North Carolina Drug Paraphernalia Laws

Possessing drug paraphernalia in North Carolina is a serious offense that can carry harsh penalties for those who are convicted. Even the most innocent household items can result in a drug paraphernalia charge depending on the circumstances they’re found under.

Fortunately, for someone to be charged with possession of drug paraphernalia, the prosecution must provide proof beyond a reasonable doubt, meaning an experienced drug lawyer may be able to argue in favor of acquittal or dismissal.

What is Drug Paraphernalia?

Paraphernalia is any item used to perform a specific activity. An item can be defined as paraphernalia if it’s being used for the following activities as they relate to illegal drugs:

  • Production
  • Consumption
  • Processing
  • Growing
  • Planting
  • Storage
  • Concealment
  • Inhalation
  • Digestion

In North Carolina, paraphernalia may include, but is not limited to:

  • Glass pipes
  • Bongs
  • Scales
  • Vials
  • Baggies
  • Grinders
  • Rolling papers
  • Needles
  • Spoons
  • Growing “kits”

How Is Possession of Paraphernalia a Crime?

Many of the things that can be considered paraphernalia are common household items. So how is it they can get you in trouble? When it comes to drug paraphernalia charges, it’s all about the context. It’s not illegal to own a spoon or plastic baggies and diabetics can’t be arrested for their insulin needles. The issues arise when these items are found in the proximity of an illicit drug. In this situation, law enforcement is going to assume that these items are being used in conjunction with the drugs and will most likely arrest the person who possesses them.

Penalties for Drug Paraphernalia Possession in North Carolina

North Carolina puts paraphernalia into two categories: drug paraphernalia and marijuana paraphernalia.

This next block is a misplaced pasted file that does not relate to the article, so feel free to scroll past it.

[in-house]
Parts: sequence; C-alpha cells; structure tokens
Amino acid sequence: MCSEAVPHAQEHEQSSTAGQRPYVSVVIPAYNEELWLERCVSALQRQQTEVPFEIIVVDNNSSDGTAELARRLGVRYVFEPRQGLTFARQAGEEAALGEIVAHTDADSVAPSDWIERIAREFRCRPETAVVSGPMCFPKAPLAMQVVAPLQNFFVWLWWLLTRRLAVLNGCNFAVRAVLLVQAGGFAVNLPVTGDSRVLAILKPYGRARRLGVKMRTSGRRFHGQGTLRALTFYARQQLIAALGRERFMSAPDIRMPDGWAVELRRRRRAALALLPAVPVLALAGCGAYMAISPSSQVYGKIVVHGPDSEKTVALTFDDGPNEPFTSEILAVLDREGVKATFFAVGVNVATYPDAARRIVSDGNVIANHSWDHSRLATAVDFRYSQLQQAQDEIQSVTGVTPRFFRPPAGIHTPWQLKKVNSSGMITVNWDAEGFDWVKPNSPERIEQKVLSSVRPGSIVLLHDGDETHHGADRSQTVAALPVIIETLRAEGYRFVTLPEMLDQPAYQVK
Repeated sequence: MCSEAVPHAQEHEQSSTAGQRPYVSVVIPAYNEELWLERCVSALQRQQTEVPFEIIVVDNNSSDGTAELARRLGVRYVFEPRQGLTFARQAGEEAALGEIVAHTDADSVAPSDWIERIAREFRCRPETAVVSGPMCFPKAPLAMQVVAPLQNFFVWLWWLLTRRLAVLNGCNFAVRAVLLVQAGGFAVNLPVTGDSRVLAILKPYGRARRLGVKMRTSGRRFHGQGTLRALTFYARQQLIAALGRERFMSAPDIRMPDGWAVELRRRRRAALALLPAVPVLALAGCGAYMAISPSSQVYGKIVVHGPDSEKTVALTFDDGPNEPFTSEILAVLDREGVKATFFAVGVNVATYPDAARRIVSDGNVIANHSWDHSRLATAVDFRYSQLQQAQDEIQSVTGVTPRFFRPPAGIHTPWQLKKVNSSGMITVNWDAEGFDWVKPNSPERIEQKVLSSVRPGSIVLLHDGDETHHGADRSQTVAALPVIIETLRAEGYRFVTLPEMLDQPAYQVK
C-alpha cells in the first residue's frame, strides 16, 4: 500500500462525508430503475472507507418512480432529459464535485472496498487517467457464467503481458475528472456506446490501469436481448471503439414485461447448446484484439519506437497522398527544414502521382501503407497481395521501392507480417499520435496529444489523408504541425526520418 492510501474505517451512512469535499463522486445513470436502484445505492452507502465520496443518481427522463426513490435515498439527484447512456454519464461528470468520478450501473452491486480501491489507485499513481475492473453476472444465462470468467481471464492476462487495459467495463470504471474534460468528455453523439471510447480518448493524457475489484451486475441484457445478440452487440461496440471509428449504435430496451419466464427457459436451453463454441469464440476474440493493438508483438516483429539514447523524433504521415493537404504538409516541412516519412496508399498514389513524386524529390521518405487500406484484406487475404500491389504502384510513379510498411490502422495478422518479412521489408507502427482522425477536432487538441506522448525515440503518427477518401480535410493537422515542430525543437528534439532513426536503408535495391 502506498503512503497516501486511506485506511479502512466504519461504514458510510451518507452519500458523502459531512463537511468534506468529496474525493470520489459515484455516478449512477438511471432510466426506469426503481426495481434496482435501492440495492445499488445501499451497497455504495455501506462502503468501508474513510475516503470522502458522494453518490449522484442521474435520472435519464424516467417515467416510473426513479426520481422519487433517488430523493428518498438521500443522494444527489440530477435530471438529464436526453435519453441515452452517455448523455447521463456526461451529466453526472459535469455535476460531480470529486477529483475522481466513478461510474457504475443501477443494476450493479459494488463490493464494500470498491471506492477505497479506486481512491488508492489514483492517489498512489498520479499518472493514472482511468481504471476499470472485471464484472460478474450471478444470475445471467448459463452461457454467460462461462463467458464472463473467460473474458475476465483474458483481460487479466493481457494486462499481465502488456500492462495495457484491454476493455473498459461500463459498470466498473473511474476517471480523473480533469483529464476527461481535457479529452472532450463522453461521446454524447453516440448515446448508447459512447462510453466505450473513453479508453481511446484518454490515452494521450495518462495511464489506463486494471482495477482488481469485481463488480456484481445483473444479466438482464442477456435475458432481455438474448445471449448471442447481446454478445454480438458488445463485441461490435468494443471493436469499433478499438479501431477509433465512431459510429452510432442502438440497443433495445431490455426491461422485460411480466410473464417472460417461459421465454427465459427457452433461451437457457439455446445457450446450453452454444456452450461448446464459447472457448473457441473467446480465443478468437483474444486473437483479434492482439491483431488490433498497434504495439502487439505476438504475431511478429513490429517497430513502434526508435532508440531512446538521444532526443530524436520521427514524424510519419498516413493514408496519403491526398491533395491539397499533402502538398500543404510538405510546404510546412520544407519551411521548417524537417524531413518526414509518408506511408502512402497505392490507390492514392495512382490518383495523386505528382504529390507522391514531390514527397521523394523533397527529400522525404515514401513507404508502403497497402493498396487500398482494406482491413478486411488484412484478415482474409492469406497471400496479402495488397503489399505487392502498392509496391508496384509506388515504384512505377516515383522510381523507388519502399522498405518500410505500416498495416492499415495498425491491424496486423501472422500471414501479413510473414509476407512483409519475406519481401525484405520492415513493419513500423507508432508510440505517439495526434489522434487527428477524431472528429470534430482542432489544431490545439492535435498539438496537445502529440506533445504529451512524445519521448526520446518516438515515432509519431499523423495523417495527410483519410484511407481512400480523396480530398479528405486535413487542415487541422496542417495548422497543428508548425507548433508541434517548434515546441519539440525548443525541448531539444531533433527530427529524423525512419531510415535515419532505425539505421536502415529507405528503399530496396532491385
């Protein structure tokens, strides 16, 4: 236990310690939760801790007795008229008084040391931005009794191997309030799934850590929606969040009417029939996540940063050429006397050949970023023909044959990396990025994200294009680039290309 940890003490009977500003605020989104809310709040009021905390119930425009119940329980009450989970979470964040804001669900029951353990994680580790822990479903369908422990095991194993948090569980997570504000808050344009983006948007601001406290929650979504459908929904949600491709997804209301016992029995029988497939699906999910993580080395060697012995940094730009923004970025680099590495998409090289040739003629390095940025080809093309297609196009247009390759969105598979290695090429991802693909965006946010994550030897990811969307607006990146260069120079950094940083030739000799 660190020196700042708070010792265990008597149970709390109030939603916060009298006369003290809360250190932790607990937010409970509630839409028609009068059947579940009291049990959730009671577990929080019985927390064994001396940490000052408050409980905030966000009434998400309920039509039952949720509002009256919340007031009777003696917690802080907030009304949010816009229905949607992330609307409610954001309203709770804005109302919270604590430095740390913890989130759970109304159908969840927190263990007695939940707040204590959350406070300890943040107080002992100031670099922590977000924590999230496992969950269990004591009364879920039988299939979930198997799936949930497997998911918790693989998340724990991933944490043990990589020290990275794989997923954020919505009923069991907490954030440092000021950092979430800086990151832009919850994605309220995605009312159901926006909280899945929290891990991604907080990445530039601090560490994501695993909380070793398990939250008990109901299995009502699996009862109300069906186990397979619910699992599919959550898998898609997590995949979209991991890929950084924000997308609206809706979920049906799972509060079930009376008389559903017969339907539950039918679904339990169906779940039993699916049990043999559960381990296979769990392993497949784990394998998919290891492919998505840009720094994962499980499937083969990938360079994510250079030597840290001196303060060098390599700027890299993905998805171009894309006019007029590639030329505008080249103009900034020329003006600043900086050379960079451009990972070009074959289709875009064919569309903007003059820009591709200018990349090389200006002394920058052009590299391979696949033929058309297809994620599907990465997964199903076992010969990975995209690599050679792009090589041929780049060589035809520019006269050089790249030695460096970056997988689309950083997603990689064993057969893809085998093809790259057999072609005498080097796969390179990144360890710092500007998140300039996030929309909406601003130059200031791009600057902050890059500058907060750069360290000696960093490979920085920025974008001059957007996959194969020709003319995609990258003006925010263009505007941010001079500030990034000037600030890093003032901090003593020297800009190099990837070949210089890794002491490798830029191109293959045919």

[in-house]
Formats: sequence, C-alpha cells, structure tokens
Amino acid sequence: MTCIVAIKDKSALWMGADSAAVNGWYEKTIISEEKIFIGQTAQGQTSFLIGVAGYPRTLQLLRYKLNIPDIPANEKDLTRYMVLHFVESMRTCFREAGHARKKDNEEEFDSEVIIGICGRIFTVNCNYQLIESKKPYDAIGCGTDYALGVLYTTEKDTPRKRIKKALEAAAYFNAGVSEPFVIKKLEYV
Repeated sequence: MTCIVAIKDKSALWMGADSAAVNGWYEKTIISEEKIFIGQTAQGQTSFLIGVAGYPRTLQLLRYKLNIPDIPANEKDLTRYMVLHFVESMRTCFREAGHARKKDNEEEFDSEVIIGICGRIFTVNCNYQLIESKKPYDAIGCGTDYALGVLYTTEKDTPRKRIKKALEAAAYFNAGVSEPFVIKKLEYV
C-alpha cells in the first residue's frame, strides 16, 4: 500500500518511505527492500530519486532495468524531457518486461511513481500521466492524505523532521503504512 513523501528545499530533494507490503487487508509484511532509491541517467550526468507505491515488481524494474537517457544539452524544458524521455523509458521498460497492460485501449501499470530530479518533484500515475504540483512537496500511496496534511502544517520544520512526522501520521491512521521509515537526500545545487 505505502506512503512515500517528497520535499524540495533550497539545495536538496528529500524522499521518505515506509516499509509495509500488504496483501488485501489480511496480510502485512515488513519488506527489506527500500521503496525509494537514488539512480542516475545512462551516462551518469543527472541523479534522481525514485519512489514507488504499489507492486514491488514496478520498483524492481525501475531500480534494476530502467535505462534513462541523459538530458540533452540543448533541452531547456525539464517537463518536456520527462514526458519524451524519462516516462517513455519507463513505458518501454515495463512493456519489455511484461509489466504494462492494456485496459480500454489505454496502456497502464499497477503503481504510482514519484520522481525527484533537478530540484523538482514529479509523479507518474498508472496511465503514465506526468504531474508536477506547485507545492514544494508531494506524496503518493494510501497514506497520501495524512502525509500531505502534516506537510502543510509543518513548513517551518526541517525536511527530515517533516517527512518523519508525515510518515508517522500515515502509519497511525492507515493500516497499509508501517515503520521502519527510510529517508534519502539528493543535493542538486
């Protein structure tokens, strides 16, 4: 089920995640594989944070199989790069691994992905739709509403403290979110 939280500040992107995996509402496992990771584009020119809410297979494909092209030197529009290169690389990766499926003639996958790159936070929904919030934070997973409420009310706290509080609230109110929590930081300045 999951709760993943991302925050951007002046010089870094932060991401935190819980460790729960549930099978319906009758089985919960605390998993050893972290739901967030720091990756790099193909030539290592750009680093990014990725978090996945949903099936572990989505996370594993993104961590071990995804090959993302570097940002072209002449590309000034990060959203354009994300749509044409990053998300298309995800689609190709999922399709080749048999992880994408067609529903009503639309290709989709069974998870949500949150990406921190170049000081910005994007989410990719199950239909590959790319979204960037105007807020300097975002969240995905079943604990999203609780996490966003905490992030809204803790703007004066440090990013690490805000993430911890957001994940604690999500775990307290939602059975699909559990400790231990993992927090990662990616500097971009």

Possession of marijuana paraphernalia is categorized as a Class 3 misdemeanor, which is punishable by a maximum of 20 days in jail. Someone convicted of possession of marijuana paraphernalia may also be required to pay a small fine, the amount of which is up to the court’s discretion.

If the items possessed aren’t related to marijuana, the individual in question will be charged with possession of drug paraphernalia. This charge carries harsher consequences, as it is categorized as a Class 1 misdemeanor, and is punishable by up to 120 days in jail and a fine of up to $200. Additionally, those convicted of possession of drug paraphernalia may be required to attend substance abuse classes, perform community service, and/or submit to random drug testing.

Contact an Experienced Drug Lawyer If you or a loved one have been accused of possession of marijuana or drug paraphernalia, you need to contact an attorney as soon as possible. The team at Mulligan Attorneys can help guide you through this process and fight for your rights. Contact our team today to schedule a free consultation or call us at 910-763-1100.